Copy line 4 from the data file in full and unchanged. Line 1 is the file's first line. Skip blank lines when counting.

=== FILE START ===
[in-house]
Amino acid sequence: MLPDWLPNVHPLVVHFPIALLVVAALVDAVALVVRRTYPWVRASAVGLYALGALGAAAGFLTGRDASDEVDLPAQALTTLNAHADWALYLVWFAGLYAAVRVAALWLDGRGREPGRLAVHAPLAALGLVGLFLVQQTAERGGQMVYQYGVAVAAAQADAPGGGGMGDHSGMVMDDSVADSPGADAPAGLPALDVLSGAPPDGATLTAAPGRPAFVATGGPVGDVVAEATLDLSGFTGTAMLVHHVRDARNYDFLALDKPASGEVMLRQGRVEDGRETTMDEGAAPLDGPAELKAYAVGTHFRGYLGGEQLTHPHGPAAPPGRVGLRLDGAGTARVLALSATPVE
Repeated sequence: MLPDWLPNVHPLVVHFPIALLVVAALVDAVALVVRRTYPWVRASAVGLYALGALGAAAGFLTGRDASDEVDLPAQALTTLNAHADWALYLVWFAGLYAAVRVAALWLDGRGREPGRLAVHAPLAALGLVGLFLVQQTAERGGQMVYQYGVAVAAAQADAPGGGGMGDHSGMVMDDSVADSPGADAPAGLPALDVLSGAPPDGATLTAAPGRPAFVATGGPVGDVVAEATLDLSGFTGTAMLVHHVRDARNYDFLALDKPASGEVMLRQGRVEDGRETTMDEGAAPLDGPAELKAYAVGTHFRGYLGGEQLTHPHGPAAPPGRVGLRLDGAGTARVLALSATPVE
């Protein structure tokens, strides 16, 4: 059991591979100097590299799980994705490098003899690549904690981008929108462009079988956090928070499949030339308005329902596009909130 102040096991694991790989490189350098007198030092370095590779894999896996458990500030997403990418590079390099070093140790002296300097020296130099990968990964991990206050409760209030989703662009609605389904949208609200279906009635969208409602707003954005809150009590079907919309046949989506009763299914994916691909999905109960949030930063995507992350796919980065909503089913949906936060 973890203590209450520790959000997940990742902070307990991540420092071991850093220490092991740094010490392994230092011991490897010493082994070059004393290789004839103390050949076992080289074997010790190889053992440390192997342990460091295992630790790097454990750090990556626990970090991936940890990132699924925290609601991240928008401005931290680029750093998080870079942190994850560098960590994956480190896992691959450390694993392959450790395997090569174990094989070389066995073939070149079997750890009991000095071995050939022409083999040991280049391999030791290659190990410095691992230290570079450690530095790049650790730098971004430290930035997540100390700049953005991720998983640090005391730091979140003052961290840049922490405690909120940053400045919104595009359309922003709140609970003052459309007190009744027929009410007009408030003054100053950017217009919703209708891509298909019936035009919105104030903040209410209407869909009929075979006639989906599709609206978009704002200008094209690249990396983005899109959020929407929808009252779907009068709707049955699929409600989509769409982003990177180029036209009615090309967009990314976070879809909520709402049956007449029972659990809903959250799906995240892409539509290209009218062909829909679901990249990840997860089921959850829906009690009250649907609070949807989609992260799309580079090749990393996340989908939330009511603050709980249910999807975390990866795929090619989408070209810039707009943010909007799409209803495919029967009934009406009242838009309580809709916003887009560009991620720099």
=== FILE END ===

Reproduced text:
């Protein structure tokens, strides 16, 4: 059991591979100097590299799980994705490098003899690549904690981008929108462009079988956090928070499949030339308005329902596009909130 102040096991694991790989490189350098007198030092370095590779894999896996458990500030997403990418590079390099070093140790002296300097020296130099990968990964991990206050409760209030989703662009609605389904949208609200279906009635969208409602707003954005809150009590079907919309046949989506009763299914994916691909999905109960949030930063995507992350796919980065909503089913949906936060 973890203590209450520790959000997940990742902070307990991540420092071991850093220490092991740094010490392994230092011991490897010493082994070059004393290789004839103390050949076992080289074997010790190889053992440390192997342990460091295992630790790097454990750090990556626990970090991936940890990132699924925290609601991240928008401005931290680029750093998080870079942190994850560098960590994956480190896992691959450390694993392959450790395997090569174990094989070389066995073939070149079997750890009991000095071995050939022409083999040991280049391999030791290659190990410095691992230290570079450690530095790049650790730098971004430290930035997540100390700049953005991720998983640090005391730091979140003052961290840049922490405690909120940053400045919104595009359309922003709140609970003052459309007190009744027929009410007009408030003054100053950017217009919703209708891509298909019936035009919105104030903040209410209407869909009929075979006639989906599709609206978009704002200008094209690249990396983005899109959020929407929808009252779907009068709707049955699929409600989509769409982003990177180029036209009615090309967009990314976070879809909520709402049956007449029972659990809903959250799906995240892409539509290209009218062909829909679901990249990840997860089921959850829906009690009250649907609070949807989609992260799309580079090749990393996340989908939330009511603050709980249910999807975390990866795929090619989408070209810039707009943010909007799409209803495919029967009934009406009242838009309580809709916003887009560009991620720099």